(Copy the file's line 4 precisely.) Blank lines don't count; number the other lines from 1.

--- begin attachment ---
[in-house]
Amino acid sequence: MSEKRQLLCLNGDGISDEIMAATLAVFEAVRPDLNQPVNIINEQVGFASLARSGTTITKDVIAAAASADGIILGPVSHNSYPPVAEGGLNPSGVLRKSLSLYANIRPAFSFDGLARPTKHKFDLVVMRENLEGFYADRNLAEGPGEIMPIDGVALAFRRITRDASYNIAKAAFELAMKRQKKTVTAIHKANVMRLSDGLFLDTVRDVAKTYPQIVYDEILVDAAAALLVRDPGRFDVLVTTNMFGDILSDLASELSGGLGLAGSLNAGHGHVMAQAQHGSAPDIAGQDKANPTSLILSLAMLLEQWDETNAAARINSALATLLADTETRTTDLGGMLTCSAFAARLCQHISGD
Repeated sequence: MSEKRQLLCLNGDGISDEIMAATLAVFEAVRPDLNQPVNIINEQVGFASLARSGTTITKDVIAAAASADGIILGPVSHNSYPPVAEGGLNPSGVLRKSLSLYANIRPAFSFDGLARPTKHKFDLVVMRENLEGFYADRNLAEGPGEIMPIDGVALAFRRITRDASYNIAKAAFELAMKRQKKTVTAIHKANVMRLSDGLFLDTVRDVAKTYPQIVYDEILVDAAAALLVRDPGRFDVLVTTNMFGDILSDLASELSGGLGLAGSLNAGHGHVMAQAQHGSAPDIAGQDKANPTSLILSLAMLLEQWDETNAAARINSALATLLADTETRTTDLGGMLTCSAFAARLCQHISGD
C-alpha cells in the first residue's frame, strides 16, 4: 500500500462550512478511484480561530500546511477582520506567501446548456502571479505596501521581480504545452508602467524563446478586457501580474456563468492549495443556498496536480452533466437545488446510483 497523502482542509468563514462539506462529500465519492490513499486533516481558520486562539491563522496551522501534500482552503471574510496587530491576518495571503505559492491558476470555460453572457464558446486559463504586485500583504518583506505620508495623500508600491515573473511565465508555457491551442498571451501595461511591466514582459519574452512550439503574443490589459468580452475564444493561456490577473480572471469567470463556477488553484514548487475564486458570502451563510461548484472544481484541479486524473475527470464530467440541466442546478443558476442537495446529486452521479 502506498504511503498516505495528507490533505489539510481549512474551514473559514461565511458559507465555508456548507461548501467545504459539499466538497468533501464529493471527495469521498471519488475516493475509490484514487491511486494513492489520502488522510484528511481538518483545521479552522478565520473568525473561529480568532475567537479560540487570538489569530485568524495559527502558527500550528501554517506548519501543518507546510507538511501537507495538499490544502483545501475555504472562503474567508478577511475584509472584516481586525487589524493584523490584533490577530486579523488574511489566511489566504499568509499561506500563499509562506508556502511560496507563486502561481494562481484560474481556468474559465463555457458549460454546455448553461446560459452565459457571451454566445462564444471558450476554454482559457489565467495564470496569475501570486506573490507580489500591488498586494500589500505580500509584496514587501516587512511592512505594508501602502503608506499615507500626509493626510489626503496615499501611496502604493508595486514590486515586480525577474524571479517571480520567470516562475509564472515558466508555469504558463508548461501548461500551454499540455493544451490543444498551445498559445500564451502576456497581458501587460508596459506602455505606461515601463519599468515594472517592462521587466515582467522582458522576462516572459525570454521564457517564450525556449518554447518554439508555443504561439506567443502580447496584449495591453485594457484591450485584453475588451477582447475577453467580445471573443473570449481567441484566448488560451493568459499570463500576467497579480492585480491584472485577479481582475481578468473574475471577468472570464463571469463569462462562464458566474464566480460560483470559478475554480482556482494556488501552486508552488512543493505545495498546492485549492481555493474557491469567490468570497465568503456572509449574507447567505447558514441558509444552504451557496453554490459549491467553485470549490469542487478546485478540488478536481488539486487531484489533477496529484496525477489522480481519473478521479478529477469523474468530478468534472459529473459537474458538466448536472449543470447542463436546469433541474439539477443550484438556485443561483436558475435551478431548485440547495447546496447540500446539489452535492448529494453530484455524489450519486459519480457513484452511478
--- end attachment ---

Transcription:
C-alpha cells in the first residue's frame, strides 16, 4: 500500500462550512478511484480561530500546511477582520506567501446548456502571479505596501521581480504545452508602467524563446478586457501580474456563468492549495443556498496536480452533466437545488446510483 497523502482542509468563514462539506462529500465519492490513499486533516481558520486562539491563522496551522501534500482552503471574510496587530491576518495571503505559492491558476470555460453572457464558446486559463504586485500583504518583506505620508495623500508600491515573473511565465508555457491551442498571451501595461511591466514582459519574452512550439503574443490589459468580452475564444493561456490577473480572471469567470463556477488553484514548487475564486458570502451563510461548484472544481484541479486524473475527470464530467440541466442546478443558476442537495446529486452521479 502506498504511503498516505495528507490533505489539510481549512474551514473559514461565511458559507465555508456548507461548501467545504459539499466538497468533501464529493471527495469521498471519488475516493475509490484514487491511486494513492489520502488522510484528511481538518483545521479552522478565520473568525473561529480568532475567537479560540487570538489569530485568524495559527502558527500550528501554517506548519501543518507546510507538511501537507495538499490544502483545501475555504472562503474567508478577511475584509472584516481586525487589524493584523490584533490577530486579523488574511489566511489566504499568509499561506500563499509562506508556502511560496507563486502561481494562481484560474481556468474559465463555457458549460454546455448553461446560459452565459457571451454566445462564444471558450476554454482559457489565467495564470496569475501570486506573490507580489500591488498586494500589500505580500509584496514587501516587512511592512505594508501602502503608506499615507500626509493626510489626503496615499501611496502604493508595486514590486515586480525577474524571479517571480520567470516562475509564472515558466508555469504558463508548461501548461500551454499540455493544451490543444498551445498559445500564451502576456497581458501587460508596459506602455505606461515601463519599468515594472517592462521587466515582467522582458522576462516572459525570454521564457517564450525556449518554447518554439508555443504561439506567443502580447496584449495591453485594457484591450485584453475588451477582447475577453467580445471573443473570449481567441484566448488560451493568459499570463500576467497579480492585480491584472485577479481582475481578468473574475471577468472570464463571469463569462462562464458566474464566480460560483470559478475554480482556482494556488501552486508552488512543493505545495498546492485549492481555493474557491469567490468570497465568503456572509449574507447567505447558514441558509444552504451557496453554490459549491467553485470549490469542487478546485478540488478536481488539486487531484489533477496529484496525477489522480481519473478521479478529477469523474468530478468534472459529473459537474458538466448536472449543470447542463436546469433541474439539477443550484438556485443561483436558475435551478431548485440547495447546496447540500446539489452535492448529494453530484455524489450519486459519480457513484452511478